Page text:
R.R. Donnelley's 10% Yield Has Attracted Many Fund Managers

Nov. 5.12 | About: R.R. Donnelley (RRD)

In Charles Carlson's 1996 book Buying Stocks Without a Broker; the author said that although R.R. Donnelley & Sons Company (NASDAQ:RRD) may not have a government sponsored license to print money, you wouldn't know it from its bottom line. The author gave it a 5 star performance rating and a "thumbs up" rating to its Dividend Reinvestment Plan. During the 1990's, RRD was the world's largest and most profitable commercial printing company and it reeled off a 33 year streak of dividend increases from 1971-2003, before snapping it in 2004 and seeing its annualized dividend frozen in time at $1.04.

RRD was a forgotten stock on our pay no mind list until last year, when we received an email from someone we knew at a local RIA about RRD. This RIA has held RRD since Q2 2010 and this email was touting RRD as a turnaround play. At the time, RRD was yielding 5% and the RIA's thesis was that RRD would be harvesting its cash flows for dividends and share repurchases. Unfortunately, the thesis hasn't worked out the way the RIA expected it to as the shares have dropped by 40% since Q2 2010 and by 27% since we were alerted to it. At least it wasn't the only firm that held turnaround hopes for RRD.

Click to enlarge

Source: Morningstar Direct

Although we prefer to redact the name of the local RIA firm and employee (because it is someone we know) we can see that it is but one of many firms that have a significant stake in the company. Other local active managers in our town that own a significant stake in RRD as of Q2 2012 include Columbia Management (4.14%) and Putnam Investments (3.08%). The largest shareholder of RRD is The Capital Group Companies and its affiliates (including the American Funds Mutual Fund Family), which owns 20% of R.R. Donnelley's stock. Granted, The Capital Group is the ninth largest money manager in the world and it has $1.08T in AUMs, but at least it isn't an index shop. NFJ Investment Group owns 8.72% of R.R. Donnelley and its parent Allianz has 2.3%. LSV Asset Management has 4.11% and Elm Ridge has 2.61%.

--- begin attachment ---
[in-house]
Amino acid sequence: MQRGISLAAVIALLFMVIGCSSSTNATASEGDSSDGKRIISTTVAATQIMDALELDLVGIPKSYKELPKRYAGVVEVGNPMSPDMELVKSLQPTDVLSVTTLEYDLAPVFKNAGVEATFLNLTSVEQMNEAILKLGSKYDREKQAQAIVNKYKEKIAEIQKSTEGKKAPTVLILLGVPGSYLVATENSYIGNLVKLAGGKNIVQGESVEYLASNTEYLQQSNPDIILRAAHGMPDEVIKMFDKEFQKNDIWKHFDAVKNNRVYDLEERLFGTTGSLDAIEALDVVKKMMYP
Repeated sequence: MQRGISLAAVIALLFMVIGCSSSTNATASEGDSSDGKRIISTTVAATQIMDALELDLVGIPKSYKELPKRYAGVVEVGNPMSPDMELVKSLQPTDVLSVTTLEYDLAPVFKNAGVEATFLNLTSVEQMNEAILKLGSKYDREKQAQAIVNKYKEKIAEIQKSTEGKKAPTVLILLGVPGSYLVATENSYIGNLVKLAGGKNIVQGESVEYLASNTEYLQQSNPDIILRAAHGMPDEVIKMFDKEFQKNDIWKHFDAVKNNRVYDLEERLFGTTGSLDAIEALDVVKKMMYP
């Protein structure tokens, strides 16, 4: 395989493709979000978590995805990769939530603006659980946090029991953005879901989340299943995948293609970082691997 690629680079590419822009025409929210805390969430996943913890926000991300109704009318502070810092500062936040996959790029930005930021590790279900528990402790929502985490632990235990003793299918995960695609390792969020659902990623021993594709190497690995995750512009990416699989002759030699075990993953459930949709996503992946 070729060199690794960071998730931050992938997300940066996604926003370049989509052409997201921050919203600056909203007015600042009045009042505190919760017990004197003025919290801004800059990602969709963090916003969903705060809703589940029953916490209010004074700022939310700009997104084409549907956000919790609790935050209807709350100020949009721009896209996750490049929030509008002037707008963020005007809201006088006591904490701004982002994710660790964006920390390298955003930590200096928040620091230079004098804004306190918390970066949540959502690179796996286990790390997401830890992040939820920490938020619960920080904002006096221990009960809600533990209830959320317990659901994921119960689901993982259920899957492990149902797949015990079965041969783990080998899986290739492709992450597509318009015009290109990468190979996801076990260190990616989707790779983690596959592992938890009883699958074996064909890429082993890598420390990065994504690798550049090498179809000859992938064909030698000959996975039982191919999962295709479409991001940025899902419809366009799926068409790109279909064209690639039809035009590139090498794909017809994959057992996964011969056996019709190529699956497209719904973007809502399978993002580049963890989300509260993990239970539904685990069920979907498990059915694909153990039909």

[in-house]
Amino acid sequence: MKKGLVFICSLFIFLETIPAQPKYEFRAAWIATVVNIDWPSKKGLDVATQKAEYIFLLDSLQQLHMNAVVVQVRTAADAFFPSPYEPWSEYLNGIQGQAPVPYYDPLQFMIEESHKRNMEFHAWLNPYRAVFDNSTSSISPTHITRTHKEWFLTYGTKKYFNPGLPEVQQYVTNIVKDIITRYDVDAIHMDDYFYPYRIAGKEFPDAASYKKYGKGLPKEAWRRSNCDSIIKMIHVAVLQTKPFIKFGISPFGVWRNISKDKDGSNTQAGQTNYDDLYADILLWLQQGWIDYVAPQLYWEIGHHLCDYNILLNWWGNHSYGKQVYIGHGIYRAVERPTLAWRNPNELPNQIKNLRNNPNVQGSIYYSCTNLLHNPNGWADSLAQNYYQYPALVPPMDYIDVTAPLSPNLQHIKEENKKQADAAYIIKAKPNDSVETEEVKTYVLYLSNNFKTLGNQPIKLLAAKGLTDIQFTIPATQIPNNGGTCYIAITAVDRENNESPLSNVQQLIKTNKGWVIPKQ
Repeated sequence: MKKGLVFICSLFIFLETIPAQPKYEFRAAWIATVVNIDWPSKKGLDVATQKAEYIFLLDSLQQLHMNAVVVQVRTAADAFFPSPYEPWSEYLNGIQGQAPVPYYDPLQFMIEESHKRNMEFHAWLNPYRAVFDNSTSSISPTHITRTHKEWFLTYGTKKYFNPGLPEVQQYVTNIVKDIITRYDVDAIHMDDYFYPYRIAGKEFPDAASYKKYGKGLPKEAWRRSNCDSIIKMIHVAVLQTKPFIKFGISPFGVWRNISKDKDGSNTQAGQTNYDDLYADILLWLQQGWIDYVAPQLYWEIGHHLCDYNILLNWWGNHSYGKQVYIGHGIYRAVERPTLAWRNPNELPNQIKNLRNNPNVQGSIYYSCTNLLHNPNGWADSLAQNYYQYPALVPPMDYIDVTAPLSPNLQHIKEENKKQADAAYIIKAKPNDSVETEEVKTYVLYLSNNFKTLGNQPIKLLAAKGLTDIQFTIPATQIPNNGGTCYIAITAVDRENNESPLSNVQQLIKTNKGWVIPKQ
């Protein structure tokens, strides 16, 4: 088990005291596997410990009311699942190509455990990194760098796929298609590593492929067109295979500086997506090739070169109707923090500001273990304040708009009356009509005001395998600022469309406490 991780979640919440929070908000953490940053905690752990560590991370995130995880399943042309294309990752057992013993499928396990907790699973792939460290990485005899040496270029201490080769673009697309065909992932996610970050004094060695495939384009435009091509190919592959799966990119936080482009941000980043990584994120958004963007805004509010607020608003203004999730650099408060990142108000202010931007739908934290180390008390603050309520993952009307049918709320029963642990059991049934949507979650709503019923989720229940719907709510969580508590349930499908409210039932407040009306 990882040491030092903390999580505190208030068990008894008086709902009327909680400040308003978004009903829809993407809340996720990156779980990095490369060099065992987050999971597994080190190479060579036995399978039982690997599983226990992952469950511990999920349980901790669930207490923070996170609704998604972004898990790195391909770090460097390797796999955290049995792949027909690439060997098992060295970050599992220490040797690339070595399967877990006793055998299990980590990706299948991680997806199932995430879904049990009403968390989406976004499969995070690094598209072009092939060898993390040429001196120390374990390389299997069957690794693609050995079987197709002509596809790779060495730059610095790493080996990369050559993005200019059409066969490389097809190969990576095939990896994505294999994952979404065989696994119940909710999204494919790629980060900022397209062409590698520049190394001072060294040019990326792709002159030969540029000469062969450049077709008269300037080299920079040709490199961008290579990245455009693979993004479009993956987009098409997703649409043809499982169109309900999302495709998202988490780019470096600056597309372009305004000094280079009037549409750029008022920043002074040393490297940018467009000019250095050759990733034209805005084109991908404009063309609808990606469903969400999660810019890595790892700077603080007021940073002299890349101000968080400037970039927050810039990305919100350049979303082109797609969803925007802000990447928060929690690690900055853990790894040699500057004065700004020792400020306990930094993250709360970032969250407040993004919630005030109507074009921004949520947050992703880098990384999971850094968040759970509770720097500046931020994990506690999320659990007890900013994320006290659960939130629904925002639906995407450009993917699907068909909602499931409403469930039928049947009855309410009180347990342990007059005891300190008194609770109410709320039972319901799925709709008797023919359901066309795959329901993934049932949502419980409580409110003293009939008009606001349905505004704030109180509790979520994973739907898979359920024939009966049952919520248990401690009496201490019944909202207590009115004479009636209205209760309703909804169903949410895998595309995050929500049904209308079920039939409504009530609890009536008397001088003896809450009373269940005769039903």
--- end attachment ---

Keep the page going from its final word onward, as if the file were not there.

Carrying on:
Click to enlarge

Source: Morningstar Direct

Anyway, back to the email we received about RRD. The email touted RRD based on a number of reasons and we debunked each reason listed. We were inspired to write about it because RRD came out with uninspiring EPS as well as a significant decline in its FCFs on a year-over-year basis. Here is a replay of what our friendly neighborhood RIA was saying about RRD.

"RRD is using their FCF (stock traded at a 10% FCF yield (as of August when we received the email)) to buy back 25% of their outstanding shares over the next two years." We were amused at the thought of RRD buying back 25% of its shares over a 2 year period because it had only repurchased 10% of its shares from 2004-2010. The good news is that the company is halfway towards its repurchase goal as it borrowed $500M to repurchase shares under an accelerated repurchase agreement with an investment bank. RRD received 19.9M shares under the agreement in May 2011 and an additional 9.3M shares in November 2011. In 2012, the company has issued 1.9M shares under its employee stock compensation programs. The bad news is that it spent an average of $17.12/share with this agreement in 2011 and yet its shares trade at $10.02 as of November 1st.

Click to enlarge

Source: Morningstar Direct and RRD's Q3 2012 10-Q Notes

"RRD has taken a hard look at further acquisitions in its own industry and said "No thanks"." We beg to differ because anyone can see that RRD had spent $4.3B on empire building acquisitions since 2005, including $440M in 2010, $142M in 2011 and $89M in 2012. RRD has taken $3B in asset related impairments since 2005 and its market capitalization is currently $1.8B.

Click to enlarge

Source: Morningstar Direct and RRD's Q3 2012 10-Q Notes